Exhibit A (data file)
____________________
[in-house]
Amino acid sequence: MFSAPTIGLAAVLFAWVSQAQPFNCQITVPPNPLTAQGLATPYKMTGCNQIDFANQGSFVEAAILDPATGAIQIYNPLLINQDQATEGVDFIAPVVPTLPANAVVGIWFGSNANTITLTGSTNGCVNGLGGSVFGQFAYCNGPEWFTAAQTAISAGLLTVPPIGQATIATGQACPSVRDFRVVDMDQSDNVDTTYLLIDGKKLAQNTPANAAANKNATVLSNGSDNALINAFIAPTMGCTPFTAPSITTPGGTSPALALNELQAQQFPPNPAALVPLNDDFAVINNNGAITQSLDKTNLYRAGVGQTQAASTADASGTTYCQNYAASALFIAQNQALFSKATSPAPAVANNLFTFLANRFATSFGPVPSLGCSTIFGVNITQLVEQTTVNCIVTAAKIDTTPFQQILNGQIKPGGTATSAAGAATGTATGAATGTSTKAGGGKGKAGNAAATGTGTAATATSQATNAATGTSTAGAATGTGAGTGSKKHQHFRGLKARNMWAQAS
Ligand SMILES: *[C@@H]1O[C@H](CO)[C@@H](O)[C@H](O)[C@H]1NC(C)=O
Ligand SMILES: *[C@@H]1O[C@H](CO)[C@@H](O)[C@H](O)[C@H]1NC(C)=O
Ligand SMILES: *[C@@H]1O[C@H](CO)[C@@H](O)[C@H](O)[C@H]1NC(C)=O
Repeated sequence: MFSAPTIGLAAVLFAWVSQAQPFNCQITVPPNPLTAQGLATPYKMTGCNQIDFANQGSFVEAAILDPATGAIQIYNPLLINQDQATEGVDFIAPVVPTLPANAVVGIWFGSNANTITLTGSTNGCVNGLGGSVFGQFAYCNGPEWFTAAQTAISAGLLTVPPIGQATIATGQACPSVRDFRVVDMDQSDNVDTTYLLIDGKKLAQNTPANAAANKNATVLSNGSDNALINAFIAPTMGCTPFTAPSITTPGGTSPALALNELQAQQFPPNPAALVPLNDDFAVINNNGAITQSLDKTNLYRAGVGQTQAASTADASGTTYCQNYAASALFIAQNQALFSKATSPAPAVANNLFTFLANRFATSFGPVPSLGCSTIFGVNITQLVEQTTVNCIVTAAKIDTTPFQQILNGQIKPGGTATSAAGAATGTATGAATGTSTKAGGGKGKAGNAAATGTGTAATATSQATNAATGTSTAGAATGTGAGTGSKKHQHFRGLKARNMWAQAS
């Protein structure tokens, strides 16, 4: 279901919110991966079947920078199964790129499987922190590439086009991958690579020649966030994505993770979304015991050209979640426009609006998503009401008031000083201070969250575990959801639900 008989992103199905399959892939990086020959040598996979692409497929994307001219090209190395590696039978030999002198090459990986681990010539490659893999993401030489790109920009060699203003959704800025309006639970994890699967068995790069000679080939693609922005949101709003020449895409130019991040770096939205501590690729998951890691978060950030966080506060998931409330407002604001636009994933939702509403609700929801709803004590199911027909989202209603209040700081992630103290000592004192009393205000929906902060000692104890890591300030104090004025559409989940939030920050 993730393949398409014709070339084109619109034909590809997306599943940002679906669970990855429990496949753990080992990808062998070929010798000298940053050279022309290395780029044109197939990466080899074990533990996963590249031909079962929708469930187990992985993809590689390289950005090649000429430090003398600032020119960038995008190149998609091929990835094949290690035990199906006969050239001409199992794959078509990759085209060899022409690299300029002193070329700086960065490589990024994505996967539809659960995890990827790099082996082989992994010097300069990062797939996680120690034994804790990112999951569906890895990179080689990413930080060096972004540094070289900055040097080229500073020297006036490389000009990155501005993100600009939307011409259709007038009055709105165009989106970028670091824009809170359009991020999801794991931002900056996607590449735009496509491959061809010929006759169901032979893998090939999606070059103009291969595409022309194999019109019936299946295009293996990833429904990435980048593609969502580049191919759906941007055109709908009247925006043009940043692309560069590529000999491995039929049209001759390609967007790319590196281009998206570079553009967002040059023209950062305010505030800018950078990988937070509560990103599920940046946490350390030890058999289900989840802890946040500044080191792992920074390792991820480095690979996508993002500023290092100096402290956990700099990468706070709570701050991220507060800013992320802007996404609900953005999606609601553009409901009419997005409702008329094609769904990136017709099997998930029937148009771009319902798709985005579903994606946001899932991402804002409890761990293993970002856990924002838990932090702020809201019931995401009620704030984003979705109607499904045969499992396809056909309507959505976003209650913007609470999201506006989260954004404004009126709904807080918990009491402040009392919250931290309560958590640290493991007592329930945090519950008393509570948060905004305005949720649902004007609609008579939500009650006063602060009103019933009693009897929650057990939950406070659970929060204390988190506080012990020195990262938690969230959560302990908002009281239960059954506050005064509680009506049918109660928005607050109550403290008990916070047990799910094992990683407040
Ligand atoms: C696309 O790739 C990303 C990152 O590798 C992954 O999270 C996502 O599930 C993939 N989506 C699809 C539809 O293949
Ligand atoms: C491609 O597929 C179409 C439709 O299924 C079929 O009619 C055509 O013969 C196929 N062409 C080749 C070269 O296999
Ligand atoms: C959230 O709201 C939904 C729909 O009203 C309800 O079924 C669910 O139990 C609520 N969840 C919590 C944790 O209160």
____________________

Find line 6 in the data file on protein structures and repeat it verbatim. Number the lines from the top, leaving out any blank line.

Repeated sequence: MFSAPTIGLAAVLFAWVSQAQPFNCQITVPPNPLTAQGLATPYKMTGCNQIDFANQGSFVEAAILDPATGAIQIYNPLLINQDQATEGVDFIAPVVPTLPANAVVGIWFGSNANTITLTGSTNGCVNGLGGSVFGQFAYCNGPEWFTAAQTAISAGLLTVPPIGQATIATGQACPSVRDFRVVDMDQSDNVDTTYLLIDGKKLAQNTPANAAANKNATVLSNGSDNALINAFIAPTMGCTPFTAPSITTPGGTSPALALNELQAQQFPPNPAALVPLNDDFAVINNNGAITQSLDKTNLYRAGVGQTQAASTADASGTTYCQNYAASALFIAQNQALFSKATSPAPAVANNLFTFLANRFATSFGPVPSLGCSTIFGVNITQLVEQTTVNCIVTAAKIDTTPFQQILNGQIKPGGTATSAAGAATGTATGAATGTSTKAGGGKGKAGNAAATGTGTAATATSQATNAATGTSTAGAATGTGAGTGSKKHQHFRGLKARNMWAQAS